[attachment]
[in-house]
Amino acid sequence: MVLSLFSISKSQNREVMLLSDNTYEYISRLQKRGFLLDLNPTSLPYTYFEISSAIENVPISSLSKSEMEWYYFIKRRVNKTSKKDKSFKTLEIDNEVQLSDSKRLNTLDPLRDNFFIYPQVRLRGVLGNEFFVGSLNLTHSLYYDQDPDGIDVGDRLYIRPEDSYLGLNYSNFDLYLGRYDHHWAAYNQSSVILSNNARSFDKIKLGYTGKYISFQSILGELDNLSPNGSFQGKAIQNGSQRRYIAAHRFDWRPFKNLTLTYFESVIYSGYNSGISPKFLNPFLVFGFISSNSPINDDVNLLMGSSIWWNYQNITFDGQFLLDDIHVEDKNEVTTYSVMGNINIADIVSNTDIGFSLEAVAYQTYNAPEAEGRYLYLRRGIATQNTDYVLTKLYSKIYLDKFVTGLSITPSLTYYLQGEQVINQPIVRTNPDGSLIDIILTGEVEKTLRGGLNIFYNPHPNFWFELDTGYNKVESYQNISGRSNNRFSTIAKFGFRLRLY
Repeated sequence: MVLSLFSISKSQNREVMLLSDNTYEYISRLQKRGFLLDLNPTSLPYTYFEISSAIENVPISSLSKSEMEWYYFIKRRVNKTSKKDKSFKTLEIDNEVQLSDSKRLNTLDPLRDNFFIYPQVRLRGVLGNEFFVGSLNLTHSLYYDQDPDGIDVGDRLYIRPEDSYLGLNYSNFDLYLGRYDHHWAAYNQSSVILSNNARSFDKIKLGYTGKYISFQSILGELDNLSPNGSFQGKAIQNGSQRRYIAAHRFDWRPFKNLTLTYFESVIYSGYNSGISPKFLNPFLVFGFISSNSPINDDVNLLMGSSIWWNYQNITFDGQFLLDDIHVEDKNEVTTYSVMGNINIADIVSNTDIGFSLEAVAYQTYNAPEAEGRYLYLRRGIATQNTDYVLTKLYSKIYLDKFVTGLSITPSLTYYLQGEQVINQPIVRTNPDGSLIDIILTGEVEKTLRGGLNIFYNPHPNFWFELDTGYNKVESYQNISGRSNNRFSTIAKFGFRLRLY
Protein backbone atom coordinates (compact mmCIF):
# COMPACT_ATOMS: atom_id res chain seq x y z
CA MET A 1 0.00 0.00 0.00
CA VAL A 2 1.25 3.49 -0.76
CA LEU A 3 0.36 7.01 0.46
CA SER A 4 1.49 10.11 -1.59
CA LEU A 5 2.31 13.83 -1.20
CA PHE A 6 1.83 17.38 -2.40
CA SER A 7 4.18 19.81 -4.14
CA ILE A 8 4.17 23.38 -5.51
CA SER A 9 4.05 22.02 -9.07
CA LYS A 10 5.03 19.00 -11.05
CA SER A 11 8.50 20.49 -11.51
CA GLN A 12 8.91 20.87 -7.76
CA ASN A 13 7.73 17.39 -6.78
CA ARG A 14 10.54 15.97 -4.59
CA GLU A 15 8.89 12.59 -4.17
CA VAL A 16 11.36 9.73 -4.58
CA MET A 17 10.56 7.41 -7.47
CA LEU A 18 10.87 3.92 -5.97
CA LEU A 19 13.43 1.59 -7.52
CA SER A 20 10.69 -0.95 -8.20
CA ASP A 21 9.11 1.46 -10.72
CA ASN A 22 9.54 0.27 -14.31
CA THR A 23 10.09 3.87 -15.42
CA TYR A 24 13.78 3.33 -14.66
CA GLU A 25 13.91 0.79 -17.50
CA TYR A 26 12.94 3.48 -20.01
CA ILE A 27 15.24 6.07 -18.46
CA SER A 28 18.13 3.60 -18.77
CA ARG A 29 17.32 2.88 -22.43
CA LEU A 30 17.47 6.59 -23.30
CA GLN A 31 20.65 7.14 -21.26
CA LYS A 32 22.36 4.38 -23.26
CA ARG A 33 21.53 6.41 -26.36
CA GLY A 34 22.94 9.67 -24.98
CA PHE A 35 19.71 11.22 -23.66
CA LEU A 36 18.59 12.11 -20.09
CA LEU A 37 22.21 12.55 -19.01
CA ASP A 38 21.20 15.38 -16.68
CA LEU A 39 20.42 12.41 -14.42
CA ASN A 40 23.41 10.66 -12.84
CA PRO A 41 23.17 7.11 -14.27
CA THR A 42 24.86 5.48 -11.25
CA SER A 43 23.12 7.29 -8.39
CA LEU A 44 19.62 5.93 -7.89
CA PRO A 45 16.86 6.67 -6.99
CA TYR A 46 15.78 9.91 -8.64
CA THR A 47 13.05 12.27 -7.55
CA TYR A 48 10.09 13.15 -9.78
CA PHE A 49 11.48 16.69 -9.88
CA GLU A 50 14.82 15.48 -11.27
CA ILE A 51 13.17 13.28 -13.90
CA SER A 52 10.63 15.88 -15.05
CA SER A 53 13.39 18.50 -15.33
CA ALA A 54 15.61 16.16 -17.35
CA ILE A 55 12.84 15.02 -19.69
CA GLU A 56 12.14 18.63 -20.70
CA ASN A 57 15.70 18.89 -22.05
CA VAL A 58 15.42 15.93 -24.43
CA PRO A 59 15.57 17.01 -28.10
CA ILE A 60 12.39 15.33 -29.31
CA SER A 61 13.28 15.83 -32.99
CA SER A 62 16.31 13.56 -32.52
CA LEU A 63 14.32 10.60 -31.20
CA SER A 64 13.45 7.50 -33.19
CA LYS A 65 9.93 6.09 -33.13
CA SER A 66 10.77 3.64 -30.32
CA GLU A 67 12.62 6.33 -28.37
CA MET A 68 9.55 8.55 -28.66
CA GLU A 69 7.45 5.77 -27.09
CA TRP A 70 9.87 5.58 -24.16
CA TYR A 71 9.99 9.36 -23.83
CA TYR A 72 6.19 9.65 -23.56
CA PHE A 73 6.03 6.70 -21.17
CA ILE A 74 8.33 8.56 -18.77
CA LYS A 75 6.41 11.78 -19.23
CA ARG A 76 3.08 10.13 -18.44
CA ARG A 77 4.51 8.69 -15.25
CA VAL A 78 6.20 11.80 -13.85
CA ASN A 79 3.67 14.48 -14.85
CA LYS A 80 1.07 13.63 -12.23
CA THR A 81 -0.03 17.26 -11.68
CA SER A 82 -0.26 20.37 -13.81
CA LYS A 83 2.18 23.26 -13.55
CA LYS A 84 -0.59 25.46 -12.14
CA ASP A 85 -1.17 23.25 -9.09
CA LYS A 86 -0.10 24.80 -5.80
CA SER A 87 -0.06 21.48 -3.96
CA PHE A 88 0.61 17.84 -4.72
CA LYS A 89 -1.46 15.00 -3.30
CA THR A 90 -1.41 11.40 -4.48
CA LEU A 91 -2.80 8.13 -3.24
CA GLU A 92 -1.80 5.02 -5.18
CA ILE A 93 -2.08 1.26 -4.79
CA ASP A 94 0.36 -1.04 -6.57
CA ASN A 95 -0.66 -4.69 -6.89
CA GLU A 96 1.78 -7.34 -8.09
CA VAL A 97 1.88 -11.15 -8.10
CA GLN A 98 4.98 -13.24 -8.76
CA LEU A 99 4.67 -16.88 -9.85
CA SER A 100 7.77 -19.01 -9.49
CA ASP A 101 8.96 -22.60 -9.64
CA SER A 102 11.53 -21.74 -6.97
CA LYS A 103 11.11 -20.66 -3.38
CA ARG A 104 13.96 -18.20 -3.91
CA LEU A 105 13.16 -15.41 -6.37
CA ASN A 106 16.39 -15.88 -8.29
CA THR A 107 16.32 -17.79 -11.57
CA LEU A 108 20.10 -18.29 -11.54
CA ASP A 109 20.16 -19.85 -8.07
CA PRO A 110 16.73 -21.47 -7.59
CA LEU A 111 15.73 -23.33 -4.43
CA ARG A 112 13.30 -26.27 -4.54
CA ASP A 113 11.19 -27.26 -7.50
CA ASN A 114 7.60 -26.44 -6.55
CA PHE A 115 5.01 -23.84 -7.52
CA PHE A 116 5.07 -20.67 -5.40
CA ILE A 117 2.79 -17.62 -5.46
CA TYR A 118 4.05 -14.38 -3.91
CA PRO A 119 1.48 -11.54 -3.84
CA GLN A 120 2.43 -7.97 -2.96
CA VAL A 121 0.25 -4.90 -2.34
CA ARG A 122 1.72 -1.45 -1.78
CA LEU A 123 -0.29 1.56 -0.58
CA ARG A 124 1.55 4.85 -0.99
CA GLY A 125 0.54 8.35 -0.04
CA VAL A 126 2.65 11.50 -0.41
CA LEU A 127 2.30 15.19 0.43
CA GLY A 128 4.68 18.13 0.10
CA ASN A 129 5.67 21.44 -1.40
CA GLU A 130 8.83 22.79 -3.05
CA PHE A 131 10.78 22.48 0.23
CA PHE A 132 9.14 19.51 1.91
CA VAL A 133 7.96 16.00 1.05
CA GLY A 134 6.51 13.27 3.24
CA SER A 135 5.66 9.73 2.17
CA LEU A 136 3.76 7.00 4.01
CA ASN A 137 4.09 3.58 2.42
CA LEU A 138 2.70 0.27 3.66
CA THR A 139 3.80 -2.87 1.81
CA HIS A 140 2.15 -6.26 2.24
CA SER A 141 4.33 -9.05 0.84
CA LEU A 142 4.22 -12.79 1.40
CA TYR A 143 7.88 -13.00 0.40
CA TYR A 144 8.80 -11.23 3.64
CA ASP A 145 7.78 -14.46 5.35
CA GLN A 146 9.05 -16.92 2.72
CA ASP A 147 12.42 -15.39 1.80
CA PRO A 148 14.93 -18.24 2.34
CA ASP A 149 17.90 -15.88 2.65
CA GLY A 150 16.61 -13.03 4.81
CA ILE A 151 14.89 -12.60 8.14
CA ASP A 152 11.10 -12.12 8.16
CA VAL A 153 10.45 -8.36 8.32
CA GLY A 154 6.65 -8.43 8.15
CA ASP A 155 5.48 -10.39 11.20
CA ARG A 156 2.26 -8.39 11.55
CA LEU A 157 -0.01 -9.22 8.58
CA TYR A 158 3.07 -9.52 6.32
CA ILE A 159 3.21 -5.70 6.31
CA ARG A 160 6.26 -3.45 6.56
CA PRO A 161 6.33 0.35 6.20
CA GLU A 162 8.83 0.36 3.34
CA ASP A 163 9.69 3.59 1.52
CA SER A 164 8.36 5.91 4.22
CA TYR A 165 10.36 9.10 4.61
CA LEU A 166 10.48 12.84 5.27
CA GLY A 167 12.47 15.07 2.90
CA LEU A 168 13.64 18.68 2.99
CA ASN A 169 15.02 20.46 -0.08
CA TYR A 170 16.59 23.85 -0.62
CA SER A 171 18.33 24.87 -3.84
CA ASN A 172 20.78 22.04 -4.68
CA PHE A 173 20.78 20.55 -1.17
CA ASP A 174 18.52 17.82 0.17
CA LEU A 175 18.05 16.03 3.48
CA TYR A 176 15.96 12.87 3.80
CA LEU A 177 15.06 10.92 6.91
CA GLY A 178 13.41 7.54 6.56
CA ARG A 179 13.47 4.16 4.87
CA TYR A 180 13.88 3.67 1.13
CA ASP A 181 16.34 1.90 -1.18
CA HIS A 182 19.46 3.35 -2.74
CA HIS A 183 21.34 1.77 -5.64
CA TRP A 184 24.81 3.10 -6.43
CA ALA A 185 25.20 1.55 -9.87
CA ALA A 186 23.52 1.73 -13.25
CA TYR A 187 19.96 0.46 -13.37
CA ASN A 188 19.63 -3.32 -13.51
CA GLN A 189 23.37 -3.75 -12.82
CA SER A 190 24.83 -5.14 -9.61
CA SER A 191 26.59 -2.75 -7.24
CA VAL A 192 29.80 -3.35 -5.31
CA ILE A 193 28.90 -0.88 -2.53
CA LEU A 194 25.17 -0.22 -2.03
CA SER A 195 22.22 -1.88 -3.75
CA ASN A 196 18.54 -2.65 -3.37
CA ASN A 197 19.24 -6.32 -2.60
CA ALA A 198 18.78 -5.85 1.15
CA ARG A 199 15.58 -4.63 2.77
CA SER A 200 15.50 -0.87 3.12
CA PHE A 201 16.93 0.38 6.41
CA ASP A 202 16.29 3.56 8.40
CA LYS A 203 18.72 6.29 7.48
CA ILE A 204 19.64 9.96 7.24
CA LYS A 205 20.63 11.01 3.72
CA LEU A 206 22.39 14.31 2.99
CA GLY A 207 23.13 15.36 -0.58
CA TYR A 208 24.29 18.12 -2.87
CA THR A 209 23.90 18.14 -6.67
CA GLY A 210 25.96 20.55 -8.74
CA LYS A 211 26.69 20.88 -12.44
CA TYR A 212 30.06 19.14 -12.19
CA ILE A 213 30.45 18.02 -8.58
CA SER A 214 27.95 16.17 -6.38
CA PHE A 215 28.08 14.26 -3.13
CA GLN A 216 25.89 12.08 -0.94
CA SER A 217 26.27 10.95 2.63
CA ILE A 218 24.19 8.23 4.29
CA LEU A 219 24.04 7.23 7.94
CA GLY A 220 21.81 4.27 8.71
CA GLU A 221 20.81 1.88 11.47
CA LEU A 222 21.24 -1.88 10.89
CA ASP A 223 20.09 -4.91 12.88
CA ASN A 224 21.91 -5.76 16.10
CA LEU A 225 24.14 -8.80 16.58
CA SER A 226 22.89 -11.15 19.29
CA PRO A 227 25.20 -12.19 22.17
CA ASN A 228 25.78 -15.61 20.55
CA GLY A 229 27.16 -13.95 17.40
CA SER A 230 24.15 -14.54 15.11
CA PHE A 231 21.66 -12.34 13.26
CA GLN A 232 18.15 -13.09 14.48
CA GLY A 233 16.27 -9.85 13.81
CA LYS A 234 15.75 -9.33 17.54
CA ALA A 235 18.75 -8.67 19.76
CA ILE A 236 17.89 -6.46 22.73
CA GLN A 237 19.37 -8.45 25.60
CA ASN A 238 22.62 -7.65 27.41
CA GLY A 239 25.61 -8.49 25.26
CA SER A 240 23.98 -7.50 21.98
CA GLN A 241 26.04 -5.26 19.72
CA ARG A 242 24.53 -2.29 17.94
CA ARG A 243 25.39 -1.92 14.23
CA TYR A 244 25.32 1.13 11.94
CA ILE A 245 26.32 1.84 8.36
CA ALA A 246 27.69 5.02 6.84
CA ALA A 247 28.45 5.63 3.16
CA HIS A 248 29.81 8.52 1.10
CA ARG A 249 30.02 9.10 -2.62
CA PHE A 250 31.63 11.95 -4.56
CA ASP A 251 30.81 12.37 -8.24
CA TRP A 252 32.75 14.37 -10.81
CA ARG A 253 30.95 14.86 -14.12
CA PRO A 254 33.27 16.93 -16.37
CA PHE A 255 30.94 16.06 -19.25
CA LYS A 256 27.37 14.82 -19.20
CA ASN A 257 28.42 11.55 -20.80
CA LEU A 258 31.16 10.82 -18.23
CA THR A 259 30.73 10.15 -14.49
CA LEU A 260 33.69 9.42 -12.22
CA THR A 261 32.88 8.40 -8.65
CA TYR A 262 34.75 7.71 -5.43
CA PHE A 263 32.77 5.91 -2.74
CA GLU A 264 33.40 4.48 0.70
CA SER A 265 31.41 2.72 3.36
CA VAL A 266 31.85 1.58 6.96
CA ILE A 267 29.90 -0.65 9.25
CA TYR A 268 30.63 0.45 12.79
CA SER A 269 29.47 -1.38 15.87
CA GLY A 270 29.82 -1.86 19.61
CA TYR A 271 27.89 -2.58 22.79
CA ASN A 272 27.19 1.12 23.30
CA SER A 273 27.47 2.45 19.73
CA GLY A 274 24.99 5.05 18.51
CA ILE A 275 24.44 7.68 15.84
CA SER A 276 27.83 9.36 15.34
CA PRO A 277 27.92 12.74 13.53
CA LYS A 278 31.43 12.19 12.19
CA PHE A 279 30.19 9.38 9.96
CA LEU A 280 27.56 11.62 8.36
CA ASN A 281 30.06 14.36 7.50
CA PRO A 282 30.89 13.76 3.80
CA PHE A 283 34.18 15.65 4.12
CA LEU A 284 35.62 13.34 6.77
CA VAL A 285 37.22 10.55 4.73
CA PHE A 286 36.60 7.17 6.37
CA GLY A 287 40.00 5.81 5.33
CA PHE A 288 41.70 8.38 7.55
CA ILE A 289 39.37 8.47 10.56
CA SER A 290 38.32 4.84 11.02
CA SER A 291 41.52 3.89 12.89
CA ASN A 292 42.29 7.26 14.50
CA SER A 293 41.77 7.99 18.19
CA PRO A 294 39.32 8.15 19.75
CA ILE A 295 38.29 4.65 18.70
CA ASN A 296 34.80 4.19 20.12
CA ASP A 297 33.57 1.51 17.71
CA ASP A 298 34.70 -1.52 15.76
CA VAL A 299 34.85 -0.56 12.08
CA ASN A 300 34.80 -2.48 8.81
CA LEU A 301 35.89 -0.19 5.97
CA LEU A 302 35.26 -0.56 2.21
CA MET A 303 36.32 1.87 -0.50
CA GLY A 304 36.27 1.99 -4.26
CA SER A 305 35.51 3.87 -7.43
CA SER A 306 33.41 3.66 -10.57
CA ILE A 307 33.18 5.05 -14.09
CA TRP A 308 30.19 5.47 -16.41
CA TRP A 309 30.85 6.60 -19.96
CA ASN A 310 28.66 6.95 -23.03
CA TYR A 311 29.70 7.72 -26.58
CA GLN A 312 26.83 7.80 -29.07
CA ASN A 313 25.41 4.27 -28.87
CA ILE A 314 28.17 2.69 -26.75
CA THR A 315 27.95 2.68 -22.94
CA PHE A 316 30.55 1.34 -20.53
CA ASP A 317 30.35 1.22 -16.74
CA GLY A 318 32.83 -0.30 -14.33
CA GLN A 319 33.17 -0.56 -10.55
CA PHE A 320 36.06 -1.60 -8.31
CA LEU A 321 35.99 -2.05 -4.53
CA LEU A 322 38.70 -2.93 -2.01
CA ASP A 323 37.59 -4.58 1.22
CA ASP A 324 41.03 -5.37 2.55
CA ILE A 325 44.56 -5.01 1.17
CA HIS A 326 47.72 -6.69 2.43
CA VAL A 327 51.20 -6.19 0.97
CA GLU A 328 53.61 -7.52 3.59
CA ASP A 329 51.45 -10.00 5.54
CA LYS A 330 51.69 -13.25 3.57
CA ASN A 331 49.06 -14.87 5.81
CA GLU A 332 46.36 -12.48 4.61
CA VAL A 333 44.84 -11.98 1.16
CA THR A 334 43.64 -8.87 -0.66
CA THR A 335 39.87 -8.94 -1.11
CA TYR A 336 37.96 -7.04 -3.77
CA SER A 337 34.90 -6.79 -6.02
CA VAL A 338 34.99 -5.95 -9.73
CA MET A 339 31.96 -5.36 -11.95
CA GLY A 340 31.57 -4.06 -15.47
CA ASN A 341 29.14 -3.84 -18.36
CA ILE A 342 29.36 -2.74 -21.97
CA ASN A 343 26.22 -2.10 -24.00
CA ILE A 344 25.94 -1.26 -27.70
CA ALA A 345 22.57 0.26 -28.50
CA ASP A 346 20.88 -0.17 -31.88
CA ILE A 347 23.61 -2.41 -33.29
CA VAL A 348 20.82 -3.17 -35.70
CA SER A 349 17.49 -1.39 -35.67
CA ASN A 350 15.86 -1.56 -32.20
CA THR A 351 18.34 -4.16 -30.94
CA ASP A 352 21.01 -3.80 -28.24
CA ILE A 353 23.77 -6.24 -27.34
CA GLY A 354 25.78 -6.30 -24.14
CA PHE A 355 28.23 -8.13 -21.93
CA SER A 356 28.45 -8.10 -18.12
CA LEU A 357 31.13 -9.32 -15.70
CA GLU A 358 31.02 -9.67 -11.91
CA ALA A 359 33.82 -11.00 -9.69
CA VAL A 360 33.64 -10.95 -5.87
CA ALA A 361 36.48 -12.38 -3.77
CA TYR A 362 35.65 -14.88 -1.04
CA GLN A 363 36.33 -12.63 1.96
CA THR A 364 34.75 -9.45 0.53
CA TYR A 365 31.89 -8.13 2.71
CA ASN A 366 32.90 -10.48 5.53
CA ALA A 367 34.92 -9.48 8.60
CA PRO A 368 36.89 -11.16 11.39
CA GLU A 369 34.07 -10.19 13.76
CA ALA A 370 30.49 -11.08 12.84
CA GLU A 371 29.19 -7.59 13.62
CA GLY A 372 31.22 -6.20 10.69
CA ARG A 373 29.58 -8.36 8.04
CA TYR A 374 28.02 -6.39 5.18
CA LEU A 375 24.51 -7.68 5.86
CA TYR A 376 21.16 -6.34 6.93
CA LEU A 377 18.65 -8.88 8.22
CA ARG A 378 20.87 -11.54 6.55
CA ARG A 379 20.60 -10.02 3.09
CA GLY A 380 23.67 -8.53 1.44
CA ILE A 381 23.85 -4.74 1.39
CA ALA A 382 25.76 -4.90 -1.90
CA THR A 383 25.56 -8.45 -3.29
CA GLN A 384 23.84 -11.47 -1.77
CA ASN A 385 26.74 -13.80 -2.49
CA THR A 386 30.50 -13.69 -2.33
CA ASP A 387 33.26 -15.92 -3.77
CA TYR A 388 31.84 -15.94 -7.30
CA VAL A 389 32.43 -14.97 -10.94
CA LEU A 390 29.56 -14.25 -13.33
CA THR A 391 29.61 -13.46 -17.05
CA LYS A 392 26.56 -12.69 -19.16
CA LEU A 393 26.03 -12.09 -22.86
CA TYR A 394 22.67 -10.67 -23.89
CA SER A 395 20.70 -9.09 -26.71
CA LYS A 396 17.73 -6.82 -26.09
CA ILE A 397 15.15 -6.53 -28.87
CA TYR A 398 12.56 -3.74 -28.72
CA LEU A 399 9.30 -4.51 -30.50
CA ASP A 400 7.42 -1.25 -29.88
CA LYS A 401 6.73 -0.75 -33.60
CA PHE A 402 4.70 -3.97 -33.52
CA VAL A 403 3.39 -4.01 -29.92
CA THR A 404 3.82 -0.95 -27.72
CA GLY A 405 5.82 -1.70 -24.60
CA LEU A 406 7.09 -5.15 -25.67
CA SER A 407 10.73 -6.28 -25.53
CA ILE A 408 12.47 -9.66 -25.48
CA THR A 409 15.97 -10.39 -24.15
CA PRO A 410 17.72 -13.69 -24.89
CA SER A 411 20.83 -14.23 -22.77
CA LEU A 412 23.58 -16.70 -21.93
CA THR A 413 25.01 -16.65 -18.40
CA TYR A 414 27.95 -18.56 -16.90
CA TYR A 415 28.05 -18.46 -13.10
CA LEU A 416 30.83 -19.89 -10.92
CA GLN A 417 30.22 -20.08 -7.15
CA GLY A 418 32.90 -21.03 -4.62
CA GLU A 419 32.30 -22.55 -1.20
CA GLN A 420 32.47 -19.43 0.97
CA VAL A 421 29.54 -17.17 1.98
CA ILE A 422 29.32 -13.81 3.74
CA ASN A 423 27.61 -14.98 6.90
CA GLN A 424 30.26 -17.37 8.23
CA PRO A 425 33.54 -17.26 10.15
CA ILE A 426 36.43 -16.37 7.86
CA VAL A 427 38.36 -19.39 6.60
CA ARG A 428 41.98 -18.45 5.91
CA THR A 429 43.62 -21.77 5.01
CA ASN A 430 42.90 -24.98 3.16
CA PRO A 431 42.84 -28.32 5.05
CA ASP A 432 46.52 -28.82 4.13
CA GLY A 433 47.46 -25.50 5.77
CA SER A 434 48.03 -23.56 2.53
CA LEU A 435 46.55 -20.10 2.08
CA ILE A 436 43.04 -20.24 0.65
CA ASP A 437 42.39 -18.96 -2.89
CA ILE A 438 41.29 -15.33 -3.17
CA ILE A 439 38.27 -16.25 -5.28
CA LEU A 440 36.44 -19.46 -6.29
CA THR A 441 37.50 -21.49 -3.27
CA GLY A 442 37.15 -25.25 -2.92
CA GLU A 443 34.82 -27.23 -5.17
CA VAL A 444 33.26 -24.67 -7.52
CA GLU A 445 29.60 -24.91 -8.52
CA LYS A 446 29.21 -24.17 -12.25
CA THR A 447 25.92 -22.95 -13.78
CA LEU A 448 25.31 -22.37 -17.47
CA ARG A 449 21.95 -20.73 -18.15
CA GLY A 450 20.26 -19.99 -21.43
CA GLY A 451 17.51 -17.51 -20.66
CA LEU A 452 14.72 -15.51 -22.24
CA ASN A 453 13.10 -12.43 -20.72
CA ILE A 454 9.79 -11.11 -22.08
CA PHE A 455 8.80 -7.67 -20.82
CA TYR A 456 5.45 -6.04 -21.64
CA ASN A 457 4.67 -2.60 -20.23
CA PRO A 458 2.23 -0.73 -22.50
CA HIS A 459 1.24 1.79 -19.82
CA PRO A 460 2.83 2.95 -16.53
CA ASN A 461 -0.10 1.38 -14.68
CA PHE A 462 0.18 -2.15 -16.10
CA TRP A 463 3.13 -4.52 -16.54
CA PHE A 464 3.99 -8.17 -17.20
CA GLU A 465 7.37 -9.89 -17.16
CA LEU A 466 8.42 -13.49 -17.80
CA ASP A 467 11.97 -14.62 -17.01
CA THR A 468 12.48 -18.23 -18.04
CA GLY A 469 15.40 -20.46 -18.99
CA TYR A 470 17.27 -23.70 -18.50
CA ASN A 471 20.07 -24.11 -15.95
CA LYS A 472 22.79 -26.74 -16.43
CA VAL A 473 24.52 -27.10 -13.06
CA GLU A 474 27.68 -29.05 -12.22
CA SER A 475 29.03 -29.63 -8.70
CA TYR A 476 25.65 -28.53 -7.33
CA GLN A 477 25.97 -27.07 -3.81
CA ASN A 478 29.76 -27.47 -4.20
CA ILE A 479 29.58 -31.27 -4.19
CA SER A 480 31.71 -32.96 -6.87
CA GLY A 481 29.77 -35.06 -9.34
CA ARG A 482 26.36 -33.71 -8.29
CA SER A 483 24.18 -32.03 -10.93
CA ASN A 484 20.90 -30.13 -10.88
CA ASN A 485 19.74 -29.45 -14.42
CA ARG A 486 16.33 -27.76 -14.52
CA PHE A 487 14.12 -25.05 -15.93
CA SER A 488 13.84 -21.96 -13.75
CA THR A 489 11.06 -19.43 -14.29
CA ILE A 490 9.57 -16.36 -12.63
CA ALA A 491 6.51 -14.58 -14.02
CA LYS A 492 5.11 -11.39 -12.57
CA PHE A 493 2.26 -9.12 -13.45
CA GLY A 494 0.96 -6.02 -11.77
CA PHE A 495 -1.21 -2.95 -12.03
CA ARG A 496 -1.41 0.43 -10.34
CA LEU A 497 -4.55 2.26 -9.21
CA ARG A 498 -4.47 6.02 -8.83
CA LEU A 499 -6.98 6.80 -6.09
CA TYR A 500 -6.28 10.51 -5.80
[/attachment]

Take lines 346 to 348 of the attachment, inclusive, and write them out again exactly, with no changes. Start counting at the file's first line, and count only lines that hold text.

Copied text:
CA ASN A 341 29.14 -3.84 -18.36
CA ILE A 342 29.36 -2.74 -21.97
CA ASN A 343 26.22 -2.10 -24.00